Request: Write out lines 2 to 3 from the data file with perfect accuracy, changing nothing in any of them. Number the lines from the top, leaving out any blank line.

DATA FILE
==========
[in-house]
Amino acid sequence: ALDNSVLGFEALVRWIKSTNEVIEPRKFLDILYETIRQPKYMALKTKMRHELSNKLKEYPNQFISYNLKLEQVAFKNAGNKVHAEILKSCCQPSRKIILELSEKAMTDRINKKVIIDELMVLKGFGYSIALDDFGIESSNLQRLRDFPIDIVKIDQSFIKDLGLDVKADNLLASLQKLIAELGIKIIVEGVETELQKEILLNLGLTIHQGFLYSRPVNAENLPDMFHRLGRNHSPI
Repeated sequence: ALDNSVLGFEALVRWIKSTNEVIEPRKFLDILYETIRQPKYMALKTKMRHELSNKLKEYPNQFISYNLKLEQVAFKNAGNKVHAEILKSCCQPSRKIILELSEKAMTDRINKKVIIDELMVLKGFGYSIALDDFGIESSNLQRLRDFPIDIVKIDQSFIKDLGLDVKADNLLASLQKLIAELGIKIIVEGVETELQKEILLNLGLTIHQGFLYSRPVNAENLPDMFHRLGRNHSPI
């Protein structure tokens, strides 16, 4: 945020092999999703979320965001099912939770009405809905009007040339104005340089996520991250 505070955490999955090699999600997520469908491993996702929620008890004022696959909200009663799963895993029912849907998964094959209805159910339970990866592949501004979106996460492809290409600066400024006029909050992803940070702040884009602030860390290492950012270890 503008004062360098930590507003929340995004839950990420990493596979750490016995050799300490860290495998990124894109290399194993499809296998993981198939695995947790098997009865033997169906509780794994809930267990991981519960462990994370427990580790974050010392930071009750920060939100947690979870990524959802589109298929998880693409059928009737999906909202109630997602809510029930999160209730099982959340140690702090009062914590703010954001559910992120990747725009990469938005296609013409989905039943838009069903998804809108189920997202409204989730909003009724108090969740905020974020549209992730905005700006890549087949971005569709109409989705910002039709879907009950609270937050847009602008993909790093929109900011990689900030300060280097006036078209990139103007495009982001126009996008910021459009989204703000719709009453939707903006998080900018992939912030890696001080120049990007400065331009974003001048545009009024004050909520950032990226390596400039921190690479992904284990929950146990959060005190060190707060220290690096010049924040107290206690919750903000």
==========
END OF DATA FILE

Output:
Amino acid sequence: ALDNSVLGFEALVRWIKSTNEVIEPRKFLDILYETIRQPKYMALKTKMRHELSNKLKEYPNQFISYNLKLEQVAFKNAGNKVHAEILKSCCQPSRKIILELSEKAMTDRINKKVIIDELMVLKGFGYSIALDDFGIESSNLQRLRDFPIDIVKIDQSFIKDLGLDVKADNLLASLQKLIAELGIKIIVEGVETELQKEILLNLGLTIHQGFLYSRPVNAENLPDMFHRLGRNHSPI
Repeated sequence: ALDNSVLGFEALVRWIKSTNEVIEPRKFLDILYETIRQPKYMALKTKMRHELSNKLKEYPNQFISYNLKLEQVAFKNAGNKVHAEILKSCCQPSRKIILELSEKAMTDRINKKVIIDELMVLKGFGYSIALDDFGIESSNLQRLRDFPIDIVKIDQSFIKDLGLDVKADNLLASLQKLIAELGIKIIVEGVETELQKEILLNLGLTIHQGFLYSRPVNAENLPDMFHRLGRNHSPI